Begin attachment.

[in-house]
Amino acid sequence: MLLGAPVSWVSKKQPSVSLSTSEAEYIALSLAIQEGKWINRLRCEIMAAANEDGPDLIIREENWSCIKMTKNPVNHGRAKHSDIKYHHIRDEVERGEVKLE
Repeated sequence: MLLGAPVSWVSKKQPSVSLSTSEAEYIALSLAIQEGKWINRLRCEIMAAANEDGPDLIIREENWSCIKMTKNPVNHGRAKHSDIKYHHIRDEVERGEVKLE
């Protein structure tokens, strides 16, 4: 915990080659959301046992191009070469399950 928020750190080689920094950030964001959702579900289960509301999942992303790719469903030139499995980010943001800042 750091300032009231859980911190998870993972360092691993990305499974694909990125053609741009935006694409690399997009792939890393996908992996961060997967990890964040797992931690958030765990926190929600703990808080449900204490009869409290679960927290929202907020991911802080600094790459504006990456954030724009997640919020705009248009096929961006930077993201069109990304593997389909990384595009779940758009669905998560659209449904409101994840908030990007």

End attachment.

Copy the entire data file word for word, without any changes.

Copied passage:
[in-house]
Amino acid sequence: MLLGAPVSWVSKKQPSVSLSTSEAEYIALSLAIQEGKWINRLRCEIMAAANEDGPDLIIREENWSCIKMTKNPVNHGRAKHSDIKYHHIRDEVERGEVKLE
Repeated sequence: MLLGAPVSWVSKKQPSVSLSTSEAEYIALSLAIQEGKWINRLRCEIMAAANEDGPDLIIREENWSCIKMTKNPVNHGRAKHSDIKYHHIRDEVERGEVKLE
């Protein structure tokens, strides 16, 4: 915990080659959301046992191009070469399950 928020750190080689920094950030964001959702579900289960509301999942992303790719469903030139499995980010943001800042 750091300032009231859980911190998870993972360092691993990305499974694909990125053609741009935006694409690399997009792939890393996908992996961060997967990890964040797992931690958030765990926190929600703990808080449900204490009869409290679960927290929202907020991911802080600094790459504006990456954030724009997640919020705009248009096929961006930077993201069109990304593997389909990384595009779940758009669905998560659209449904409101994840908030990007």